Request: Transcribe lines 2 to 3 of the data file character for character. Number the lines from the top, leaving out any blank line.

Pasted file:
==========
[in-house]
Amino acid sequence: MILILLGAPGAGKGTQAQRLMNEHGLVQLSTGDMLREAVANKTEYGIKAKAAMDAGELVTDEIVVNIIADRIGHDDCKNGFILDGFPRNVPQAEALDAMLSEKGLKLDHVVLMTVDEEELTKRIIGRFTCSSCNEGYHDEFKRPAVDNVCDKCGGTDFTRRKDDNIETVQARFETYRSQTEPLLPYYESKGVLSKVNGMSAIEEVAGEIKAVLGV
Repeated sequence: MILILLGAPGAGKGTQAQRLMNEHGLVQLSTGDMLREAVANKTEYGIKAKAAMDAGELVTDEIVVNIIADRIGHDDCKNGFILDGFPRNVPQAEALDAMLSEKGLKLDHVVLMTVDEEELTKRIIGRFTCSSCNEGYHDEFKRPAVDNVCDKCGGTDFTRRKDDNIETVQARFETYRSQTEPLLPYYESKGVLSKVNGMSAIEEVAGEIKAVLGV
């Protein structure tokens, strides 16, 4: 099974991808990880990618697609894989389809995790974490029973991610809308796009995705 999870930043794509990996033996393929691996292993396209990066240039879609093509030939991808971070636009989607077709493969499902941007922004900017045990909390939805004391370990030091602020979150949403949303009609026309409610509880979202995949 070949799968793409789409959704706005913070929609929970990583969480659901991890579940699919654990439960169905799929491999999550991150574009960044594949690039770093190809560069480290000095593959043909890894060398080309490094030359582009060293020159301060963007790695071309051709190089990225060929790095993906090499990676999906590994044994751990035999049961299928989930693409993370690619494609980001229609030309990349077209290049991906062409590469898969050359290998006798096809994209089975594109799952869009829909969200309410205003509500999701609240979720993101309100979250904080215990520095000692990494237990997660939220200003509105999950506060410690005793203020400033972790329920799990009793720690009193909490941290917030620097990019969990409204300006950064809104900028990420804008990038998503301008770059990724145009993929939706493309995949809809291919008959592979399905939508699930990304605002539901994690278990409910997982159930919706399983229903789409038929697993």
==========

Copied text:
Amino acid sequence: MILILLGAPGAGKGTQAQRLMNEHGLVQLSTGDMLREAVANKTEYGIKAKAAMDAGELVTDEIVVNIIADRIGHDDCKNGFILDGFPRNVPQAEALDAMLSEKGLKLDHVVLMTVDEEELTKRIIGRFTCSSCNEGYHDEFKRPAVDNVCDKCGGTDFTRRKDDNIETVQARFETYRSQTEPLLPYYESKGVLSKVNGMSAIEEVAGEIKAVLGV
Repeated sequence: MILILLGAPGAGKGTQAQRLMNEHGLVQLSTGDMLREAVANKTEYGIKAKAAMDAGELVTDEIVVNIIADRIGHDDCKNGFILDGFPRNVPQAEALDAMLSEKGLKLDHVVLMTVDEEELTKRIIGRFTCSSCNEGYHDEFKRPAVDNVCDKCGGTDFTRRKDDNIETVQARFETYRSQTEPLLPYYESKGVLSKVNGMSAIEEVAGEIKAVLGV